Mary Slessor was one of the earliest missionaries in Nigeria. She was born in Aberdeen in Scotland in 1848. Her parents were poor and she passed through hardship. She became a missionary of the Church of Scotland, and in 1876 she was sent to work at Calabar. There she met Rev. Hope Masteron Waddel an Irish missionary who had arrived in Duke Town, Calabar in 1846, and thirty years earlier. The two worked together and established schools and missions at Duke and Creek Towns etc.

Despite her weak constitution and constant illness, she worked for thirty years as missionary in Calabar. She preached against societal evils like slavery, human sacrifice and twins murder. She stopped twins murder and human sacrifice at Okoyon and was popularly called “the white Queen of Okoyon”. She was appointed the first woman consul and later president of a native court. She died in1915 and was buried at Calabar. Her grave was visited by Queen Elizabeth in 1956.

Revd. Father Coquard was one of the pioneer catholic missionaries in Nigeria, Born in France, he first came to West Africa as a ship’s doctor. An ardent and devoted catholic, he felt very unhappy and uncomfortable with the amount of misery, poverty and wretchedness he saw among the pagans. With this burden, and revelation for God’s work, he went back to France and joined the Society of African Missions in Lyon (France) and became a priest in 1890. As a Reverend Father, he sailed to Lagos that same year and went to Abeokuta. There he joined Revd. Father Lutz, another courageous Catholic Missionary from France and established Catholic Stations at Abeokuta from where the Mission spread to West African towns.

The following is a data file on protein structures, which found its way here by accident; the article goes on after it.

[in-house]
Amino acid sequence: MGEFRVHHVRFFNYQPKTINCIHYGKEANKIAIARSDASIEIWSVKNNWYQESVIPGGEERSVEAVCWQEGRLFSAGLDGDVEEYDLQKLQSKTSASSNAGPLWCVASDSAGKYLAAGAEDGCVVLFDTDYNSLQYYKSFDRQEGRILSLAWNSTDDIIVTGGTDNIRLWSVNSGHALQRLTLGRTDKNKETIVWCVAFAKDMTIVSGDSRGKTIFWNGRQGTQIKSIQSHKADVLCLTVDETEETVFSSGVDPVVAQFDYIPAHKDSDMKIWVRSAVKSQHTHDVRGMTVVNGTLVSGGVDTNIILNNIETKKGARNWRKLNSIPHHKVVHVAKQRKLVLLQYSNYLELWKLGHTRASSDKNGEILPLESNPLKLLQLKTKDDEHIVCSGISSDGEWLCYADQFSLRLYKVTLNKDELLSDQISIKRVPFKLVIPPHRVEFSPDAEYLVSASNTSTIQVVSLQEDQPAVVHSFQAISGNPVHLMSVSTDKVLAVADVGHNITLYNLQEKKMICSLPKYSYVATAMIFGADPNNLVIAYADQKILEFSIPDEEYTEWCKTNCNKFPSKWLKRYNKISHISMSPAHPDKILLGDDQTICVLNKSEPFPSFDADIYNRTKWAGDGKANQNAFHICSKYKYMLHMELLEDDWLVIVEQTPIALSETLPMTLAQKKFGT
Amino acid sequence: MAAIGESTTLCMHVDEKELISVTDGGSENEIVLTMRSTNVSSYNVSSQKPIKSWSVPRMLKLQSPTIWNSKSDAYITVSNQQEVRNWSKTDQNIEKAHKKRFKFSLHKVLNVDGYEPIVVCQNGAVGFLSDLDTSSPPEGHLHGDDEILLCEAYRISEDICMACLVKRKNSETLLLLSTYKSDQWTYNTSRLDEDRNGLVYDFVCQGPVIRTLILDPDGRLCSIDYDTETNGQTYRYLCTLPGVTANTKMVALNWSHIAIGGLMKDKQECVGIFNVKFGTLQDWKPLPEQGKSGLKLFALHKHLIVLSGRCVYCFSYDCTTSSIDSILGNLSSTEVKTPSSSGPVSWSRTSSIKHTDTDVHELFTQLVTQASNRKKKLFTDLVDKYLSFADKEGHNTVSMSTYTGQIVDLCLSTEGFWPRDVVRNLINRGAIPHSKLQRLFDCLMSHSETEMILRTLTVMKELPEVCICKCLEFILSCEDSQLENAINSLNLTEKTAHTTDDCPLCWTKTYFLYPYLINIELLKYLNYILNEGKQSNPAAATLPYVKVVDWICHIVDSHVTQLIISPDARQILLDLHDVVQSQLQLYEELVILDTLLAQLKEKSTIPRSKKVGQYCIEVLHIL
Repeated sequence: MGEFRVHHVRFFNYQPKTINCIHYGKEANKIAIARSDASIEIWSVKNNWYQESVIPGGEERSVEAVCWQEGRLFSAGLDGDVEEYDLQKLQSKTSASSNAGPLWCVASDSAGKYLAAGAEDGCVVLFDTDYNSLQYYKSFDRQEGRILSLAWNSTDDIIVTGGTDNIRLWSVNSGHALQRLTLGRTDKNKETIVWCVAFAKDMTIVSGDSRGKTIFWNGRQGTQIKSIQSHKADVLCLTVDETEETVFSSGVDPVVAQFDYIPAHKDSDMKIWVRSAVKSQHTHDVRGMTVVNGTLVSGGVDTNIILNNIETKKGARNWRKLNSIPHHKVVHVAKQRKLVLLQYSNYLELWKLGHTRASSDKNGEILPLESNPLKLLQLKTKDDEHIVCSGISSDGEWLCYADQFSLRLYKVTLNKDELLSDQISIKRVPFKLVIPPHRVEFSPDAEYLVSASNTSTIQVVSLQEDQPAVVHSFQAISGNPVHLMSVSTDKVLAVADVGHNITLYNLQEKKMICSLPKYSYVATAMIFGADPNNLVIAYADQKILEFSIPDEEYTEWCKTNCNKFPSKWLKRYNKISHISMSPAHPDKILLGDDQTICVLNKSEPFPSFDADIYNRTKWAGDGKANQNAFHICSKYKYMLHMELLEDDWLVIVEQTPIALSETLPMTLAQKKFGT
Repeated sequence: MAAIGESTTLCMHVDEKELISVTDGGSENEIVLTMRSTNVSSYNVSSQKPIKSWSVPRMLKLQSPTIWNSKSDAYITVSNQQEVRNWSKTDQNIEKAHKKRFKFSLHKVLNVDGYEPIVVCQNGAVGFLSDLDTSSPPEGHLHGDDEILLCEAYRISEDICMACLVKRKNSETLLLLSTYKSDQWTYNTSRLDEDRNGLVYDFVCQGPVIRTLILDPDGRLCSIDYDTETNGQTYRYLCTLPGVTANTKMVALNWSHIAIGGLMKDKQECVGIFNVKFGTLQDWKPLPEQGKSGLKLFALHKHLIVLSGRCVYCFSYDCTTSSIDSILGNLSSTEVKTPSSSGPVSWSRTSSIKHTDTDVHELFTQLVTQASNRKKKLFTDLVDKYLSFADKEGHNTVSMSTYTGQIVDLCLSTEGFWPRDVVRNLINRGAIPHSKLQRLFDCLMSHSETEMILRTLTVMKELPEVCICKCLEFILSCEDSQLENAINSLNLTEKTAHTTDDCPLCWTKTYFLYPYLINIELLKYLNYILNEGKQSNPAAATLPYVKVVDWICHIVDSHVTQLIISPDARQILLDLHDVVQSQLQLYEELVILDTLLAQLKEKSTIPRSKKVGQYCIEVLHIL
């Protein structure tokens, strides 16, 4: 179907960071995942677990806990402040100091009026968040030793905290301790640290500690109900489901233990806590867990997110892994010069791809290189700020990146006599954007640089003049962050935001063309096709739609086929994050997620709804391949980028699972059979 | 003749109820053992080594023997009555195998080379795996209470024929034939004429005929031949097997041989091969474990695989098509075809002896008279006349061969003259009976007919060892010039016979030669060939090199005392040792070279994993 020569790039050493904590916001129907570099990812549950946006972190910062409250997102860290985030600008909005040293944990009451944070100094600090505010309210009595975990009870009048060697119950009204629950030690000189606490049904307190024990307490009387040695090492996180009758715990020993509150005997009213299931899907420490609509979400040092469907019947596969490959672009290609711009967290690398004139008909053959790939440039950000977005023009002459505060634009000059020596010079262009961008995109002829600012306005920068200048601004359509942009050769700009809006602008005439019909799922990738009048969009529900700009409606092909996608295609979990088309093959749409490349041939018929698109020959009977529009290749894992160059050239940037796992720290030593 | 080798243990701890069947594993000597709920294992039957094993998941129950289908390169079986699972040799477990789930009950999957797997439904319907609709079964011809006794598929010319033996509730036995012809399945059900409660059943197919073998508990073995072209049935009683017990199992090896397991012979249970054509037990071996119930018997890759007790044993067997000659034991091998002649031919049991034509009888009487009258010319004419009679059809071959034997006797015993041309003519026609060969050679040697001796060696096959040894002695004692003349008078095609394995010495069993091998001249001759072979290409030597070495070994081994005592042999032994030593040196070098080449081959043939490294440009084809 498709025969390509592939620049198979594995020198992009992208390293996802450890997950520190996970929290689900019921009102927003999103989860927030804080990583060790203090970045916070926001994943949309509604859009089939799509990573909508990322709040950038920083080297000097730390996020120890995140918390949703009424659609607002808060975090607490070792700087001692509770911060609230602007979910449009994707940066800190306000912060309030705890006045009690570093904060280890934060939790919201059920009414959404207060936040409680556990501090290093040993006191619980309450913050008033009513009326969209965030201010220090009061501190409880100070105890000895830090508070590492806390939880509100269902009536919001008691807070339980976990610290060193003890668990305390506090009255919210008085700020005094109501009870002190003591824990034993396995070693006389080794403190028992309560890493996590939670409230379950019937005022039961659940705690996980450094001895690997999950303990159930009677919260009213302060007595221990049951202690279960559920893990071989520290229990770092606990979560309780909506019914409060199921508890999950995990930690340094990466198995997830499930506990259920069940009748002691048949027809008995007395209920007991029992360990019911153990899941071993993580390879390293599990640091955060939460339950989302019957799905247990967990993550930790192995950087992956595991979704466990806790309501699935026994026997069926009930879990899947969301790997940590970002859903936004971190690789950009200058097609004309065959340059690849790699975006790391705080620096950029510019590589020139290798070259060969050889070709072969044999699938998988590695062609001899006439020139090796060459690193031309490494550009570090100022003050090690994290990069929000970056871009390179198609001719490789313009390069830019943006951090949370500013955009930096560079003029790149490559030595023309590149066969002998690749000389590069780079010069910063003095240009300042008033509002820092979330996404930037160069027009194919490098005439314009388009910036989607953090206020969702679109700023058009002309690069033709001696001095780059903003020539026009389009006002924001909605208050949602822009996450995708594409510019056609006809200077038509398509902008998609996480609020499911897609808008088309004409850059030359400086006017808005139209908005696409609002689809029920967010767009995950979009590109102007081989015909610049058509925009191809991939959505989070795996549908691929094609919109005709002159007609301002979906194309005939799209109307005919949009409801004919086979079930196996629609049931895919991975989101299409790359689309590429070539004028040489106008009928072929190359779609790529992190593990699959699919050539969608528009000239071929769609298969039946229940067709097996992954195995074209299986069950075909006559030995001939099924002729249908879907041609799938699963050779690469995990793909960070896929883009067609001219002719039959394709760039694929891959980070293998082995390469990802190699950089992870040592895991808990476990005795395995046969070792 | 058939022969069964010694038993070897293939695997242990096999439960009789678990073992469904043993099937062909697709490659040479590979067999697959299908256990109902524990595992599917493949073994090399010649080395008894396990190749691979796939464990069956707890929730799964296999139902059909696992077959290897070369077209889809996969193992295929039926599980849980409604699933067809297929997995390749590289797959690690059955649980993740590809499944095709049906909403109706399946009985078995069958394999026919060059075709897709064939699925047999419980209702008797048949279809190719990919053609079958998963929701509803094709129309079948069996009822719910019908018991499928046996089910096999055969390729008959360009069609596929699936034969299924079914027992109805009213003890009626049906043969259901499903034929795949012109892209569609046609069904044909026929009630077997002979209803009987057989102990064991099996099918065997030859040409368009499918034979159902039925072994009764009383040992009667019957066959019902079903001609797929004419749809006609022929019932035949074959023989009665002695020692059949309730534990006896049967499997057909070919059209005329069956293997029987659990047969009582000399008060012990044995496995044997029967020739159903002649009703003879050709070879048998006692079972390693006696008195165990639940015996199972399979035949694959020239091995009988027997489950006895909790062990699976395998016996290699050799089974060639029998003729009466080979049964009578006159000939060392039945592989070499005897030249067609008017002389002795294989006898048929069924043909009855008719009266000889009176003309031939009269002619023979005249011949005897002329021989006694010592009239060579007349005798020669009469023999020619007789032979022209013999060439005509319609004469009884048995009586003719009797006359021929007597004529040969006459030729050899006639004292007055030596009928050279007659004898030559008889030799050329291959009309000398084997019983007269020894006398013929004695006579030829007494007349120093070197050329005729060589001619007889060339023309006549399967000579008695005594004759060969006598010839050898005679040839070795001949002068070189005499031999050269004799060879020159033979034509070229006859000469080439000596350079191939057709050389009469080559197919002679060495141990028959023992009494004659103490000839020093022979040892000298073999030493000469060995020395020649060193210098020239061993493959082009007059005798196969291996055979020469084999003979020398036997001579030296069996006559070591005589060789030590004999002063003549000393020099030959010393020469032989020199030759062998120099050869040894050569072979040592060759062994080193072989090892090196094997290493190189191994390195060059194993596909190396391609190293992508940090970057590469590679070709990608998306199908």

Gradually, they established schools for boys and convents for girls; these too later spread to all parts of Nigeria. As a Doctor, Revd. Coquard began to combine his medical practice with missionary activities. He began to attend to the sick and dying to the extent that patients from different races and creeds came to him for medical treatment. Without discrimination, he treated all his patients with the best attention. He trained many African nurses and established a hospital and maternity home, and a leper colony for people. On the other side, he performed his priestly functions.